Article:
The middle of nowhere: Scotland’s wildest guesthouse

by Rachel Hand

An hour and a half from the nearest train station, two hours from the nearest city, and not even accessible by road, Skiary lives up to the claim of being Britain’s most remote b&b

Nestled on the shore of Loch Hourn, the little cottage and the ruins of several crofts is all that remains of a hamlet called Skiary. This whole area around the Knoydart peninsula was devastated by the Highland clearances of the 19th century, and as a result, this is a wild and somewhat unforgiving landscape. There is simply nothing here, no civilization, no shops, no pylons, no road markings. Cottages, lodges and hamlets are dotted around the peninsula, which lies to the North-West of Scotland, near Skye. As for Skiary, it is inaccessible by road and surrounded by towering mountains on all sides, with a front garden sloping down into seaweed and cold water. It’s certainly a dramatic location for a holiday, and gives a whole new meaning to the phrase, 'getting away from it all'.

The interior, however, is extremely cosy - despite there being no electricity! The living room is awash with soft furnishings, and the log fire and a collection of board games and jig saws are better than a television any day. At night, paraffin lamps, gas lanterns and candles create a golden aura in all the rooms, illuminating family portraits and rustic furnishings. The water is heated by the kitchen stove, whilst sitting in the bath affords a lovely view of a mountainside. There are three twin bedrooms, with thick curtains and beautiful vintage furniture. It’s romantic to say the least.

Breakfast and dinner are served in the adjoining greenhouse, providing panoramic views across the loch. A family business, Skiary is now run by a friendly young couple who provide modern but hearty food, mouthwatering cakes and packed lunches, and lots of local knowledge. They cater for vegetarians (phew!) or any food requirements if they are told in advance, and welcome children and dogs. They also (luckily) pick up guests from the nearest road, load your luggage into the boat, and zip over the loch. The views from the boat are, needless to say, stunning.


But what does one do in the middle of nowhere, with no electricity, and no hope of mobile or internet connection? My more adventurous (and carnivorous) companions went climbing on a crag emerging from the sea, snorkelled for scallops, and went fishing. As Loch Hourn is a sea loch, there was barbecued mackerel for supper that night, and legend has it that occasionally there will be a langoustine or two in the lobster pots. We saw some passing sea kayakers once, and apparently the guesthouse is ideally situated for Beinn Sgritheall and Ladhar Bheinn if you’re a ‘Munro Bagger’. There is also a path over the mountain to beautiful Barisdale bay, which has a campsite if the weather is favourable ( Just a few miles east lies Loch Quoich, a rather desolate landscape, created in the 1950s by drowning a valley to form a hydroelectric dam.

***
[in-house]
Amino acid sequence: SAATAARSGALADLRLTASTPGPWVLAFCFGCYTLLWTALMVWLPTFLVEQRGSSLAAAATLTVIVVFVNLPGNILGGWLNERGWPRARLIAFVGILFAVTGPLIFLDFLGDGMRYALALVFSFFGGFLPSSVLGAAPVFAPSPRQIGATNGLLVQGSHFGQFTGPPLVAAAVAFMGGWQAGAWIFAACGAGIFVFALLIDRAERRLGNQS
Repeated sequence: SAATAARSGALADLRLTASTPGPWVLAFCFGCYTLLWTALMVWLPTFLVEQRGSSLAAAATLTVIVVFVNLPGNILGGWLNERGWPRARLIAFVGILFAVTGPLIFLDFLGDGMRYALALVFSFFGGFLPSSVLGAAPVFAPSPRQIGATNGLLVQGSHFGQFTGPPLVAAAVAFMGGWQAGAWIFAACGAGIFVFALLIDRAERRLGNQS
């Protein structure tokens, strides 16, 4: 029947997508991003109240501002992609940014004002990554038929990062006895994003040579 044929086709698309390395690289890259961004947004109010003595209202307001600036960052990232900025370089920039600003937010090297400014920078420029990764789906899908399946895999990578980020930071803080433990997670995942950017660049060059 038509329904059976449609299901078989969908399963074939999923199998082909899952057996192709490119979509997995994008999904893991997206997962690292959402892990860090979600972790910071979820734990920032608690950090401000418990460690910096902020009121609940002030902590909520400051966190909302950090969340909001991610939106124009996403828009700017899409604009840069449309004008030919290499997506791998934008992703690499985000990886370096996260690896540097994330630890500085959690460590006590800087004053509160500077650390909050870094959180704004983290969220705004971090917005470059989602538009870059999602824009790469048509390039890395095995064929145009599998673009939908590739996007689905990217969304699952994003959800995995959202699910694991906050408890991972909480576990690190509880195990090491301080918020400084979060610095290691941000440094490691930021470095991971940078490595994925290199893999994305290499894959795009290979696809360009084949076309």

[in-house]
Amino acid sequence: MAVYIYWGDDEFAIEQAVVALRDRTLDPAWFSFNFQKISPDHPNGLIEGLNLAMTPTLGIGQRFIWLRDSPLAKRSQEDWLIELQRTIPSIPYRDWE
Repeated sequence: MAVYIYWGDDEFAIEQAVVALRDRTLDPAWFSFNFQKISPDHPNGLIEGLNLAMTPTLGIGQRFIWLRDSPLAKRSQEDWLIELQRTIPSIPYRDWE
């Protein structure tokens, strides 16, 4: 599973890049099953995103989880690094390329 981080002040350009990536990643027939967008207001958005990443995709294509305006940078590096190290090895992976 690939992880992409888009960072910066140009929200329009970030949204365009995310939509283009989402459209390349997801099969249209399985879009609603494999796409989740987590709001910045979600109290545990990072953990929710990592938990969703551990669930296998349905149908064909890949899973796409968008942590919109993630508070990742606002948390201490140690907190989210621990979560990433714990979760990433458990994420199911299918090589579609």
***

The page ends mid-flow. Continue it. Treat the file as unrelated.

If you’re less daring or energetic, a nice trip across the loch in a rowing boat, an hour or two of gentle walking on deer tracks or following a river, constructing campfires, or flying kites, will tire you out. As for people like me, who would see such a place as a retreat, and perhaps look to it for inspiration, Skiary doesn’t disappoint. Sitting by the fire doing patchwork, lounging on the lochside playing guitar, writing, or just having the time and peace to be alone with one’s thoughts is a really special experience here. I often wished wholeheartedly that I had brought an easel and paints, although I’m not much of an artist! Perhaps it seems strange to travel so far to somewhere which has the main selling point of being 'nowhere', where nothing is really within 'easy reach'. Seriously, even the nearest pub is 15 miles away! But when you really think about how isolated and alone you are there, you begin to feel incredibly free.

One of the most extraordinary aspects of the area has to be the wildlife. Bemused but completely unafraid of man, the seals did not seem fazed by our boat creeping up to their rock, and the herd of red deer that came down from the mountains each evening for some carrots just seemed like extra dinner guests. A walk around the garden might let you see voles or dormice, and the hillsides are full of wild orchids, butterflies and frogs. Seabirds are aplenty, whilst sea otters, buzzards and eagles have been spotted in the past. The only wildlife you’ll be sick of is the incessant midges, but a gust of wind soon gets rid of them.

This is really an unparalleled experience of wild, unspoilt Britain, where you really get to know yourself and learn to appreciate little things like light switches or local shops. Because it’s so remote, it is perhaps best seen during a trip to the area in general; Fort William, Oban, Mallaig, Inverness and Skye are all reasonably close by, all of which come with their own attractions and mountains to climb. But Skiary itself is best described as a sanctuary from the world, and an ideal destination for a photographer or artist. For just £89 pppn, you can see the British wilderness whilst still living luxuriously. If, however, you would prefer somewhere more convenient or mainstream, the area also boasts the opulent Tomdoun Sporting Lodge, a Highland lodge with all the trimmings between Loch Quoich and Loch Garry.

Useful information

The nearest town is Fort William, and if you decide to get the train there you can rent a car from for the last leg of the journey. From the A87 by Invergarry, follow signs for Kinlochourn.